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Young people have little faith in the government on climate, poll finds

Polling by Ireland Thinks has delved into the country’s views on climate policies, actions, and where responsibility for creating change lies.

CONFIDENCE THAT THE Irish government is doing enough to tackle the climate crisis is low, especially among younger age groups.

Throughout the first two weeks of November, representatives from Ireland and across the world will meet in Glasgow for COP26, a major UN climate summit.

Experts are loudly warning that the need to combat rising greenhouse gas emissions and destruction of the environment is increasingly urgent ahead of the negotiations, where countries will try to work out new climate agreements.

But at home, only one-third of people in Ireland think the government is doing enough.

Polling by The Good Information Project/Ireland Thinks has delved into the country’s views on climate policies, actions, and responsibility from whether Ireland should build a nuclear power station to changes individuals have made in their lives for environmental reasons.

We’ll be bringing you the results of the poll across this weekend.

Crucially, the poll asked respondents: “Do you think the Irish government is doing enough on the climate crisis?”

On average, 33% of people said yes, 56% said no, and 11% didn’t know.

Viewpoints varied widely across age groups, with only 11% of 18 to 24-year-olds thinking the government is doing enough and 88% saying it isn’t.

They were followed by 35 to 44-year-olds, of whom 23% said yes and 67% said no.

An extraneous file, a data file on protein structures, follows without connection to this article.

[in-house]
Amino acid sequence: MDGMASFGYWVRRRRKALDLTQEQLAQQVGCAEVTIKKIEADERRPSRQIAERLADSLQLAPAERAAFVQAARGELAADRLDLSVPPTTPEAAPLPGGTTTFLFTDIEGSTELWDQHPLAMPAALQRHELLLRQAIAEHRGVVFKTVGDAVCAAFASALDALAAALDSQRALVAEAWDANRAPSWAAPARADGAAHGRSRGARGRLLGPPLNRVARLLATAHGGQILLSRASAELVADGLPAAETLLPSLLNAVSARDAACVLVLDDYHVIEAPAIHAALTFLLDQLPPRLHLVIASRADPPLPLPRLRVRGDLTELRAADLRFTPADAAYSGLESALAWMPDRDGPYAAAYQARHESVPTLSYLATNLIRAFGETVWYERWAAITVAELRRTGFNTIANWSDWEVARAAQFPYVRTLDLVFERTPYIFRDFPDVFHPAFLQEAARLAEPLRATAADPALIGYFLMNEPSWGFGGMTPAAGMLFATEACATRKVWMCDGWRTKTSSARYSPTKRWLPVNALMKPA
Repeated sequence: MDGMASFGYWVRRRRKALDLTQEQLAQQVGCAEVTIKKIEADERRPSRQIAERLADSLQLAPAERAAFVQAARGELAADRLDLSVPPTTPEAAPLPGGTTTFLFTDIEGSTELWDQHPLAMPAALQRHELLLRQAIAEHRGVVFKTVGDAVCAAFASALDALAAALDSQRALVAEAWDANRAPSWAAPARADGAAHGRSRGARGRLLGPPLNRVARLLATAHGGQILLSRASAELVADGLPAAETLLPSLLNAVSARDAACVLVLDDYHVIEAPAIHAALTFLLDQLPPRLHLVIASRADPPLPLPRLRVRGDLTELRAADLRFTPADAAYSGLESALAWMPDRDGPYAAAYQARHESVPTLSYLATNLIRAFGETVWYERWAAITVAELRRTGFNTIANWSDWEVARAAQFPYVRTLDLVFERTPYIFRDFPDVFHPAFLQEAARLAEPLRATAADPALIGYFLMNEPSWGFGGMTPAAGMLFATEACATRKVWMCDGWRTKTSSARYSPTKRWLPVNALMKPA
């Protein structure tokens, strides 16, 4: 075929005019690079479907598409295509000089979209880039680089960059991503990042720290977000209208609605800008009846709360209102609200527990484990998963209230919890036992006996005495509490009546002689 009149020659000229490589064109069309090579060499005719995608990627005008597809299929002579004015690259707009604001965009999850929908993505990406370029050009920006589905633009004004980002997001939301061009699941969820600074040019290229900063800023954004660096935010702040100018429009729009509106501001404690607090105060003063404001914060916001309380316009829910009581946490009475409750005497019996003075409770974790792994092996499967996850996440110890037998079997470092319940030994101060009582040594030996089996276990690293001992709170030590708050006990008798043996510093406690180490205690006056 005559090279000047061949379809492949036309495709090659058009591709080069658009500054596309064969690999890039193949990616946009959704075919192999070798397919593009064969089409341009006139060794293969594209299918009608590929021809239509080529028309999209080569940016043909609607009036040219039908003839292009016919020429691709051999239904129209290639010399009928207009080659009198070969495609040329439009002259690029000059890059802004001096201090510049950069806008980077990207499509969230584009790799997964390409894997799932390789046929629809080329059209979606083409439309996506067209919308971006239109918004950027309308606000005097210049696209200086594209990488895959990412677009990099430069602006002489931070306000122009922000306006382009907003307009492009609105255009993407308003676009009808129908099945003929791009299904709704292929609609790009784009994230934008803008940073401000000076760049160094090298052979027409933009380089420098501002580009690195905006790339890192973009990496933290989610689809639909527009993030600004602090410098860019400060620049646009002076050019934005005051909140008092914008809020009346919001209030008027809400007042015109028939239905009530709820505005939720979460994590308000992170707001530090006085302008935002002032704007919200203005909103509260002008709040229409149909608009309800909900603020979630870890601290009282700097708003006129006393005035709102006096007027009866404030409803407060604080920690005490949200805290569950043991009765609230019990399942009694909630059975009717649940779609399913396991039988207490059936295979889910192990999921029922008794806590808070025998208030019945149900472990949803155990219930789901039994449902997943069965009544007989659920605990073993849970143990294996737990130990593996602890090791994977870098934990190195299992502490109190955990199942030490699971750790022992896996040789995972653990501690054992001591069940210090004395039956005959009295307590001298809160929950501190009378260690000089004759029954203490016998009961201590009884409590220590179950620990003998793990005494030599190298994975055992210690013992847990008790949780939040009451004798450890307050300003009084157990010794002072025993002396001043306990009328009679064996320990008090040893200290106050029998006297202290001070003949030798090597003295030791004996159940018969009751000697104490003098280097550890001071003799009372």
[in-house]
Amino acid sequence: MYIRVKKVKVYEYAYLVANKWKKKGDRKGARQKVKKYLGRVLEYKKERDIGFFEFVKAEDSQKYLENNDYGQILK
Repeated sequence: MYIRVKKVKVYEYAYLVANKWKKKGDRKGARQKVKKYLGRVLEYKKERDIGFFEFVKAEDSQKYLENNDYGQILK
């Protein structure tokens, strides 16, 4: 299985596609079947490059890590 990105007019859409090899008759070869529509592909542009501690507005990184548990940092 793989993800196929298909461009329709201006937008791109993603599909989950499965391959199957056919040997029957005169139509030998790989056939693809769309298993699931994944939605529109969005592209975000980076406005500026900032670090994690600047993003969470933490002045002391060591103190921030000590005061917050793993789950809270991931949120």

65 and overs were the only age group where more people said that the government is doing enough on climate than those who said it isn’t – 58% compared to 31%.

That age group was also the most confident that they were doing enough in their own lives, with 75% believing they were, compared to 31% of 18 to 24-year-olds.

55 to 64-year-olds were the group with the highest level of uncertainty – 17% said they didn’t know, 34% said yes, and 49% said no. Among Fine Gael and Fianna Fáil voters, whose parties are in power, around half of respondents think the government is doing enough – 51% and 55% respectively, while 40% and 30% said no. 

Green Party voters are overwhelmingly unsatisfied – 95% said the government, which their party is also in, is not doing enough on climate.

4% didn’t know if it is and only 1% said yes.

In opposition, 23% of Sinn Féin voters said yes; 22% of Labour Party; 12% of People Before Profit; and 5% of Social Democrats.

The climate question

Monumental changes need to be made to combat the climate crisis, but it’s not too late to make them – that was the lesson from a major climate report published this summer.

What will be done to get there is now the key question.

Ireland Thinks polled a representative sample of 1,200 people on 16 October for their views on a range of climate issues.